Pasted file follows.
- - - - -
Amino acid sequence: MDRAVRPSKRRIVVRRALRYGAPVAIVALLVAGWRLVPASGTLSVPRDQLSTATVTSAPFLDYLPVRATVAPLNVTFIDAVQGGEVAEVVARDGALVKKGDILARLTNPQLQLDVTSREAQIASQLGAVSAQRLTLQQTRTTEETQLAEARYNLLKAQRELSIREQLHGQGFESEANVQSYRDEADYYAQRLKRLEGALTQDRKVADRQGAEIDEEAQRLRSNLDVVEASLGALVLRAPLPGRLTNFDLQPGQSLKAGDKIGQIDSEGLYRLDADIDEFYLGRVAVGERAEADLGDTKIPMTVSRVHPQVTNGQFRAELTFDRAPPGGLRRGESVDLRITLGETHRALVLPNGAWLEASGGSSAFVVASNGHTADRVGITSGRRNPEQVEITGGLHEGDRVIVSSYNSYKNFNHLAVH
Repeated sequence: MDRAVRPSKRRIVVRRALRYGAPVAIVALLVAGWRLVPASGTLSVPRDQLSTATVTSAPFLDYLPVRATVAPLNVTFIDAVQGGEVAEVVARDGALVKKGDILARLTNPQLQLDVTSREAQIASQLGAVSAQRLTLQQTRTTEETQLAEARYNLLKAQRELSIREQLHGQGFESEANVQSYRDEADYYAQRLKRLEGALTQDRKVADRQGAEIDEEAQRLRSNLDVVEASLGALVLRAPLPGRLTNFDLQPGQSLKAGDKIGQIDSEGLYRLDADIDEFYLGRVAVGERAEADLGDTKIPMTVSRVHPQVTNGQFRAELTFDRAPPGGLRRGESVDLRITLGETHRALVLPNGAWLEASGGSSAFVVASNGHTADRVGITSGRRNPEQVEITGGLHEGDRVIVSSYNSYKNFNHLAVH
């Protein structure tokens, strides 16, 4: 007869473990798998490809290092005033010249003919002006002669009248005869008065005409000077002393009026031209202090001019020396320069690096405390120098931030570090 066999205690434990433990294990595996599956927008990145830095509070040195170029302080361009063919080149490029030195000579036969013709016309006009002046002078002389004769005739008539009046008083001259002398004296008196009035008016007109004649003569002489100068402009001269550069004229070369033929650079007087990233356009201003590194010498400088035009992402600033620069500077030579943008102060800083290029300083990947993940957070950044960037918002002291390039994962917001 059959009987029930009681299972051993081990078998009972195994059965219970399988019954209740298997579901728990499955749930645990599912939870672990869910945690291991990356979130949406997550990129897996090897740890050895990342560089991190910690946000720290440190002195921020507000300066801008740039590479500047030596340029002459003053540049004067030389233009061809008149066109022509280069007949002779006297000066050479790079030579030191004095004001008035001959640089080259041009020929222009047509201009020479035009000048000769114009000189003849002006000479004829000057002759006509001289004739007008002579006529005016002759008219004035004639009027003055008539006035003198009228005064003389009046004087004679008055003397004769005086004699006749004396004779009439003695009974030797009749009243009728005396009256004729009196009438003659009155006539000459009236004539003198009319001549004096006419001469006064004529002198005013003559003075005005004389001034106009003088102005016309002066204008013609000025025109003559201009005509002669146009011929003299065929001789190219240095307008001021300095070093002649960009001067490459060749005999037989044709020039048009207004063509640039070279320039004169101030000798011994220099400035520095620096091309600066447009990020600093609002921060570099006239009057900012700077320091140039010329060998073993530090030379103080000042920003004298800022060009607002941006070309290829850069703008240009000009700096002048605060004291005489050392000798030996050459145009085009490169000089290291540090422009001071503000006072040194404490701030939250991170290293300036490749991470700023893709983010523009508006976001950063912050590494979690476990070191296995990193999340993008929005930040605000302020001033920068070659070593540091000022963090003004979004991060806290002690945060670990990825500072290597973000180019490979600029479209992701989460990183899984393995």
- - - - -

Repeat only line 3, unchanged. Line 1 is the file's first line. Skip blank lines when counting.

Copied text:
């Protein structure tokens, strides 16, 4: 007869473990798998490809290092005033010249003919002006002669009248005869008065005409000077002393009026031209202090001019020396320069690096405390120098931030570090 066999205690434990433990294990595996599956927008990145830095509070040195170029302080361009063919080149490029030195000579036969013709016309006009002046002078002389004769005739008539009046008083001259002398004296008196009035008016007109004649003569002489100068402009001269550069004229070369033929650079007087990233356009201003590194010498400088035009992402600033620069500077030579943008102060800083290029300083990947993940957070950044960037918002002291390039994962917001 059959009987029930009681299972051993081990078998009972195994059965219970399988019954209740298997579901728990499955749930645990599912939870672990869910945690291991990356979130949406997550990129897996090897740890050895990342560089991190910690946000720290440190002195921020507000300066801008740039590479500047030596340029002459003053540049004067030389233009061809008149066109022509280069007949002779006297000066050479790079030579030191004095004001008035001959640089080259041009020929222009047509201009020479035009000048000769114009000189003849002006000479004829000057002759006509001289004739007008002579006529005016002759008219004035004639009027003055008539006035003198009228005064003389009046004087004679008055003397004769005086004699006749004396004779009439003695009974030797009749009243009728005396009256004729009196009438003659009155006539000459009236004539003198009319001549004096006419001469006064004529002198005013003559003075005005004389001034106009003088102005016309002066204008013609000025025109003559201009005509002669146009011929003299065929001789190219240095307008001021300095070093002649960009001067490459060749005999037989044709020039048009207004063509640039070279320039004169101030000798011994220099400035520095620096091309600066447009990020600093609002921060570099006239009057900012700077320091140039010329060998073993530090030379103080000042920003004298800022060009607002941006070309290829850069703008240009000009700096002048605060004291005489050392000798030996050459145009085009490169000089290291540090422009001071503000006072040194404490701030939250991170290293300036490749991470700023893709983010523009508006976001950063912050590494979690476990070191296995990193999340993008929005930040605000302020001033920068070659070593540091000022963090003004979004991060806290002690945060670990990825500072290597973000180019490979600029479209992701989460990183899984393995």